The Truth About how the Equal Access to Justice Act Works

It's time to put aside the myths that the Alliance for the Wild Rockies makes money off lawsuits

By Mike Garrity

A recent column erroneously claimed that the Alliance for the Wild Rockies gets rich off the Equal Access to Justice Act for working to keep Montana “high, wide and handsome.” Since Sen. Steve Daines and Gov. Greg Gianforte have made similar false claims, it appears they either don’t understand how this federal law works or are intentionally misleading the public. The Flathead Beacon’s readers deserve the truth.

Our Constitution’s First Amendment guarantees the right of citizens to sue the federal government for very good reasons. If someone throws a brick through a window, the police enforce the law. But when the federal government breaks the law, citizens are often the only “enforcers” and they have to hire attorneys to represent them in court.

When logging proposals fail to protect our land, water quality, and native wildlife as required by law, the Alliance for the Wild Rockies goes to court to force the federal agencies to follow the law – and because the Forest Service is a serial lawbreaker and our claims are valid, we win those court challenges about 80% of the time.

When we prevail, only the legal fees of the attorneys who represent us get paid. The Alliance has no staff attorneys, and hence, does not get a penny. In addition, before we can challenge the Forest Service, we have to comment on the project and file an administrative objection. The Alliance does not get reimbursed for any of this work we do to try to get the Forest Service to follow the law – those costs are paid for by our members.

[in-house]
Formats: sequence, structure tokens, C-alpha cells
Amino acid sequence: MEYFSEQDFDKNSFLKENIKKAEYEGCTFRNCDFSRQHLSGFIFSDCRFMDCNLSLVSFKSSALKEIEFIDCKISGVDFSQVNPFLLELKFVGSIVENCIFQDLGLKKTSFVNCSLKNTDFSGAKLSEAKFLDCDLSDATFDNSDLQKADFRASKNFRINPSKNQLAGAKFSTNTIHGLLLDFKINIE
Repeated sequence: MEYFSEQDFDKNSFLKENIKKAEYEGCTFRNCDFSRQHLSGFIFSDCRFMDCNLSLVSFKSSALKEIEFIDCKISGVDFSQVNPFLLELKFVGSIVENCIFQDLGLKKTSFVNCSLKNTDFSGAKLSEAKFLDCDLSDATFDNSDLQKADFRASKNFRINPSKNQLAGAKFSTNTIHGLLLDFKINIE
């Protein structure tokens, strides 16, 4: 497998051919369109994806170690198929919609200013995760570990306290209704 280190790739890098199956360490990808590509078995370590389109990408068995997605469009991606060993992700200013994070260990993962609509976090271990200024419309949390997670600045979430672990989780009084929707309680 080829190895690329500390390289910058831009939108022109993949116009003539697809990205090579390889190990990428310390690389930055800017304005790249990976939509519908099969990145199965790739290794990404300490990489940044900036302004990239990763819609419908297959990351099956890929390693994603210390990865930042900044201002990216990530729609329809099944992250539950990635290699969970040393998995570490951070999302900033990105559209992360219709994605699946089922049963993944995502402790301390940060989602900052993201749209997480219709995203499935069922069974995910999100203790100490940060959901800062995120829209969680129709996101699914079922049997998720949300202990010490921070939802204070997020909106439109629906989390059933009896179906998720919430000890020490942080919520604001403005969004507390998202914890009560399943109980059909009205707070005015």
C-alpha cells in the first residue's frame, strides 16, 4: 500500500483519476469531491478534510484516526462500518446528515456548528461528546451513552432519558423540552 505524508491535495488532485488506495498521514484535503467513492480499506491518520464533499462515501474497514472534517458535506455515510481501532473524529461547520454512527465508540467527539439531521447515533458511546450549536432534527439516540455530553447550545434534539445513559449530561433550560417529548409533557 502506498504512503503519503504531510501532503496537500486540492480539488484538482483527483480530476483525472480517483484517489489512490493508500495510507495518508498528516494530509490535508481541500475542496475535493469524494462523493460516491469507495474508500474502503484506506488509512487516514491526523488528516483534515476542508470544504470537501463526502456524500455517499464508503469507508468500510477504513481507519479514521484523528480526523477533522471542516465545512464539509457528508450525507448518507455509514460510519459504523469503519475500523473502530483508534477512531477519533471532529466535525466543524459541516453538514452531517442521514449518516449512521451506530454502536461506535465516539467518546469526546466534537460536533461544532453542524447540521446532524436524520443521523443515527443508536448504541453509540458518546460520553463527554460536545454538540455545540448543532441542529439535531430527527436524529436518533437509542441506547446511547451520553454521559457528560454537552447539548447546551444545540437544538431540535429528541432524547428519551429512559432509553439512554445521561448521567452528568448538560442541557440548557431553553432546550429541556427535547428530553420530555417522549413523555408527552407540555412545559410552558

If successful plaintiffs could not recover attorneys’ fees, the government could just drive litigation costs sky high to bankrupt citizens who bring forth valid grievances. The simple truth is that the vast majority of the Equal Access to Justice Act pay-outs go to Social Security disability and veterans’ disability claims – such as those who cannot get treatment for health problems caused by exposure to Agent Orange in Vietnam. Likewise, if you sue the federal government because it made a mistake on your social security check or the IRS made a mistake on your taxes, your legal costs are compensated by the Equal Access to Justice Act – but only if your complaints are valid and you win in court.

If our politicians are really concerned about wasting taxpayers’ money, curtailing the Forest Service’s money-losing logging projects would be a good start. The Ripley project alone will cost taxpayers $643,000 to commercially log 17 square miles (10,854 acres) of national forest, including 3,223 acres (5 square miles) of clear-cuts – and the new Infrastructure bill adds another $3 billion on top of the billions the agency already gets to subsidize logging.

Wildfire prevention is often given as one of the reasons for massive clearcutting under the twisted logic that if the trees are gone there won’t be a fire. But this is demonstrably false since most of the nation’s largest wildfires have burned through thinned areas, clear-cuts, and even jumped the mile-wide Columbia River in Oregon – and there are no trees in the river. However, research studies have shown logging has a little beneficial effect on wildfire spread and can increase fire severity.

It’s time to put aside the myths that the Alliance for the Wild Rockies makes money off lawsuits – as well as that logging prevents wildfires. Ordinary Americans have a First Amendment Constitutional right to challenge illegal government actions, and rest assured the Alliance for the Wild Rockies will continue to do just that.

Mike Garrity, executive director
Alliance for the Wild Rockies.

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